CSL: How good is this story?
Something has gone amiss with my messaging to investors, maybe?
At the recent National Conference organised by the Australian Investors Association (AIA), I showed a price chart during my presentation of a sustainable and structural growth story and asked: anyone a guess which stock this is? The answer came straight from the room: CSL! (In multiple voices).
Yet, it couldn't be CSL as the top of the chart didn't reach beyond $100 and everybody who has been paying attention should know by now CSL shares surged a second time through $100 in late December 2016 and subsequently never looked back. The share price recently reached a new all-time high of $232.03, more on that further below.
Just as a side-remark: today, I tried to look up recent share price levels for CSL and both Yahoo Finance and the ASX website are ostentatiously displaying incorrect data. What is happening here? FNArena provides access to correct share price data, of course, but for more detail we can all still visit Google Finance.
Upon arrival in Australia, back in late August 2000, I never imagined myself becoming the go-to expert for CSL background and insights nineteen years on. My research into investing in the local share market has led to the concept and identification of All-Weather Performers, and CSL is only one of them.
From memory, my presentations in recent years have specifically highlighted DuluxGroup, Carsales, Bapcor, TechnologyOne and NextDC, alongside others, and occasionally the price chart shown was picturing CSL. The biggest compliment I have received is from investors thanking me for directing their attention, and courage to buy, towards stocks they otherwise would never have considered.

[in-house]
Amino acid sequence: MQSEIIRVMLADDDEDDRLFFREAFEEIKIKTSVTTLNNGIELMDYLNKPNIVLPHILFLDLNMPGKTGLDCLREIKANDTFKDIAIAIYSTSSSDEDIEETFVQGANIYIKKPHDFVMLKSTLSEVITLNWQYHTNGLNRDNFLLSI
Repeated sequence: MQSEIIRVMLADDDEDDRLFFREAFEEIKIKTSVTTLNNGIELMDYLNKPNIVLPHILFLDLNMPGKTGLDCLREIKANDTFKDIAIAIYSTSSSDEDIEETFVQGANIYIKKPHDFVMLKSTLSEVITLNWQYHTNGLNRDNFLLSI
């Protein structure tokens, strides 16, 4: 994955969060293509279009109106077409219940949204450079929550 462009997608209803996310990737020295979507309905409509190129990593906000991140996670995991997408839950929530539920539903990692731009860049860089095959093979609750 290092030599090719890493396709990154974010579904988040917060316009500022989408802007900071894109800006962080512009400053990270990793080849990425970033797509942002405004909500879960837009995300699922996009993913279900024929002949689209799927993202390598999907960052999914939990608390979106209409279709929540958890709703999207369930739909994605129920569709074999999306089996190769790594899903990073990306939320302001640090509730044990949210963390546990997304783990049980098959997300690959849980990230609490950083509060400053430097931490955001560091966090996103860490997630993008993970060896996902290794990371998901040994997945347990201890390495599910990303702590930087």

The right answer at the conference was REA Group; yet another one of my all-time favourites, and for good reason. REA Group shares recently surged above $100, equally an all-time high. This means that those who bought at or pre-IPO at $1 a share, and stayed on board since, have enjoyed a 100-bagger, including funds manager Hyperion.
CSL shares, corrected for shares split, IPO-ed at $0.77. Plus there was another shares split pre-GFC. CSL shares have thus performed even better than REA Group's 100-bagger since listing. Needless to say, it is difficult to find a single shareholder today who is unhappy with how management, the company and the share price have performed over the past 2.5 decades (CSL started life in 1991, and listed in 1994).
On my observation - at the conference and elsewhere - investors do not necessarily grasp the importance of what I just pointed out. The fact that CSL shares, 25 years after listing, have surged to a new all-time high means that everybody who bought the shares, at any given point in time, has made a profit.